Diary of a Yankee Engineer: The Civil War Story of John H. Westervelt, Engineer, 1st New York Volunteer Engineer Corps

By John H. Westervelt; Anita Palladino | Go to book overview

An expedition to Folly Island

No. 9

Nothing the last two days out of the usual routine. The … appeared among the men last night and [was] arrested as a spy. A great fault of our government is its treatment of spies. It is well known that the punishment of a spy is death (although the British government offered to ransom with any amount of money) … the sentence of Major … to shooting. Now in this war perhaps hundreds of spies have been caught, and but verry few instances have occurred where they have been punished as the law required.

Quite a scene was presented this morning on the marsh inside … and drew quite a crowd of admirers. I think that the swan is the [greatest] beauty when seen. This afternoon we were mustered in for another two months … Today there was the heaviest thundershower that I ever witnessed. Strange as it may seem it displayed those about us in an incessant glare and the sharp thunder sounded crashing yet not a single place can yet be seen where it has struck. I believe mentioned the extraordinary thunder in hot climates. It is no uncommon occurance to hear the sharp thunder over your head yet only a diminutive black cloud can be seen. You would think sometimes the world were about to be destroyed and the day of judgement had come, yet there seems less damage done than in colder climates. We do not get a great deal of rain only the edges of storm while the main body seems to keep along the main land, But we get the full benefit of the thunder and lightning.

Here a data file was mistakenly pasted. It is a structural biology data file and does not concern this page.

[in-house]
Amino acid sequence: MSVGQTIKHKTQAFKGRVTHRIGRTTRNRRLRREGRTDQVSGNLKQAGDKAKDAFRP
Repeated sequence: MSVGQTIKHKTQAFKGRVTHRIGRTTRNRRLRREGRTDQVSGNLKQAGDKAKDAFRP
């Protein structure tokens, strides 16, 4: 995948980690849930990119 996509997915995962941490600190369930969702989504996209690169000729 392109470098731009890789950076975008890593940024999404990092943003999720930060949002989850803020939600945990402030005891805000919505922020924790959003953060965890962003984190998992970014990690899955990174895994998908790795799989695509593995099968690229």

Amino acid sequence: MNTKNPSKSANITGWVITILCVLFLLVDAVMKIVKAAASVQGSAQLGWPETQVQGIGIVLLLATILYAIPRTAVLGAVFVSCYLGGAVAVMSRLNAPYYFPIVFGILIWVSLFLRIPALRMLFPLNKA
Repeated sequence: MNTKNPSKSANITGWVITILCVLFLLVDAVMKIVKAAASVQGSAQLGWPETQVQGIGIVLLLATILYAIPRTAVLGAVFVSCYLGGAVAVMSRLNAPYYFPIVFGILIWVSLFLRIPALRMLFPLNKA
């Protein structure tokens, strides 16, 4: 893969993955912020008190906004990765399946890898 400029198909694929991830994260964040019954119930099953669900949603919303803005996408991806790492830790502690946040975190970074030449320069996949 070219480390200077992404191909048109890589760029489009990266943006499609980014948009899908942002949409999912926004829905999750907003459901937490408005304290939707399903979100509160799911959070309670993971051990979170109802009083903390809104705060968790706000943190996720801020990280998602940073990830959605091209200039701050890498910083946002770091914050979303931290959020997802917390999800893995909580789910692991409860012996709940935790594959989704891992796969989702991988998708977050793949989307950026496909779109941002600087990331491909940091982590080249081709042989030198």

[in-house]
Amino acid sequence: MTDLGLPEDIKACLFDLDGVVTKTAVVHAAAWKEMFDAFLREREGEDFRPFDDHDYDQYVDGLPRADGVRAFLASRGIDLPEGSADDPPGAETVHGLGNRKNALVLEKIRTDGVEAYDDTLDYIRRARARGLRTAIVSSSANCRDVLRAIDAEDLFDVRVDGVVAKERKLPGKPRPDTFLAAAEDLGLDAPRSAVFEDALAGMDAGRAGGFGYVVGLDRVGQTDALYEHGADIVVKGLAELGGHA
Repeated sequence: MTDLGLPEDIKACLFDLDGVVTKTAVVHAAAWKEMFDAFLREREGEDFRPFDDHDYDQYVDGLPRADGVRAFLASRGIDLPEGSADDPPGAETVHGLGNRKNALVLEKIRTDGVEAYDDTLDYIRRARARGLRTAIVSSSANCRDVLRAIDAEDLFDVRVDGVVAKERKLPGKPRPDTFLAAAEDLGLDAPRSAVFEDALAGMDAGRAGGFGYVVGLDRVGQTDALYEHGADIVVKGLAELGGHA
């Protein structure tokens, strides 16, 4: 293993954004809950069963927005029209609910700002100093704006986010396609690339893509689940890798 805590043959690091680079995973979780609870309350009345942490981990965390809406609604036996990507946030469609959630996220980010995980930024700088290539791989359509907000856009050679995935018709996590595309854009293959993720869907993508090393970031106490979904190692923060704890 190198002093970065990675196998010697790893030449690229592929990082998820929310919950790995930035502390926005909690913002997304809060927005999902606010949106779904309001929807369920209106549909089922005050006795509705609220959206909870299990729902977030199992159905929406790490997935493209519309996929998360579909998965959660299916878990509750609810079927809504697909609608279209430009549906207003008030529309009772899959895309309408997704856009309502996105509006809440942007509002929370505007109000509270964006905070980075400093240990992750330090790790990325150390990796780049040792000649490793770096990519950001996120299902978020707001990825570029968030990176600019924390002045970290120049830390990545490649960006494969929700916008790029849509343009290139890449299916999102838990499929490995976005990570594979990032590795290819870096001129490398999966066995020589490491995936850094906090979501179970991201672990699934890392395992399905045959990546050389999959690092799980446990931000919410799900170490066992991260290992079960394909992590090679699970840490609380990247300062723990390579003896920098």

-24-

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